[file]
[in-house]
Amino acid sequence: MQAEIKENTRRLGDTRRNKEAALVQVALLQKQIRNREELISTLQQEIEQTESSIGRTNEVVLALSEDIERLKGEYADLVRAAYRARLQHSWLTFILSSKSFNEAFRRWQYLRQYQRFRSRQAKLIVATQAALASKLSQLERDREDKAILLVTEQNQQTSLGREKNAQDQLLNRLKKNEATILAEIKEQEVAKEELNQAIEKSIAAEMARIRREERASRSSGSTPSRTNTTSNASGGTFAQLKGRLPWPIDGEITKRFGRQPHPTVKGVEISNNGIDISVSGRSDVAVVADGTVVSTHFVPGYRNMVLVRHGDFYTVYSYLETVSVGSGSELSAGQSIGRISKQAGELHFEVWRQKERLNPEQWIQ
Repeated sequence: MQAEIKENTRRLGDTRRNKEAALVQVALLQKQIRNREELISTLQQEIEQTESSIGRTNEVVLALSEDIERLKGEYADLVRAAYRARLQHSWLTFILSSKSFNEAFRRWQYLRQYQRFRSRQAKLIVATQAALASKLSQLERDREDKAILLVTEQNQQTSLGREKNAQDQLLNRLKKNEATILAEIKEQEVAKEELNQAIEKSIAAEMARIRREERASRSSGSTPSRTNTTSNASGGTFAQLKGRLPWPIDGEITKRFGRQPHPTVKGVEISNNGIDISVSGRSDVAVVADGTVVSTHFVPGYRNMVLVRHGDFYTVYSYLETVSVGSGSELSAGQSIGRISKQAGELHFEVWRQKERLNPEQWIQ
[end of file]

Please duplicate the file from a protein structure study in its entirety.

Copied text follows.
[in-house]
Amino acid sequence: MQAEIKENTRRLGDTRRNKEAALVQVALLQKQIRNREELISTLQQEIEQTESSIGRTNEVVLALSEDIERLKGEYADLVRAAYRARLQHSWLTFILSSKSFNEAFRRWQYLRQYQRFRSRQAKLIVATQAALASKLSQLERDREDKAILLVTEQNQQTSLGREKNAQDQLLNRLKKNEATILAEIKEQEVAKEELNQAIEKSIAAEMARIRREERASRSSGSTPSRTNTTSNASGGTFAQLKGRLPWPIDGEITKRFGRQPHPTVKGVEISNNGIDISVSGRSDVAVVADGTVVSTHFVPGYRNMVLVRHGDFYTVYSYLETVSVGSGSELSAGQSIGRISKQAGELHFEVWRQKERLNPEQWIQ
Repeated sequence: MQAEIKENTRRLGDTRRNKEAALVQVALLQKQIRNREELISTLQQEIEQTESSIGRTNEVVLALSEDIERLKGEYADLVRAAYRARLQHSWLTFILSSKSFNEAFRRWQYLRQYQRFRSRQAKLIVATQAALASKLSQLERDREDKAILLVTEQNQQTSLGREKNAQDQLLNRLKKNEATILAEIKEQEVAKEELNQAIEKSIAAEMARIRREERASRSSGSTPSRTNTTSNASGGTFAQLKGRLPWPIDGEITKRFGRQPHPTVKGVEISNNGIDISVSGRSDVAVVADGTVVSTHFVPGYRNMVLVRHGDFYTVYSYLETVSVGSGSELSAGQSIGRISKQAGELHFEVWRQKERLNPEQWIQ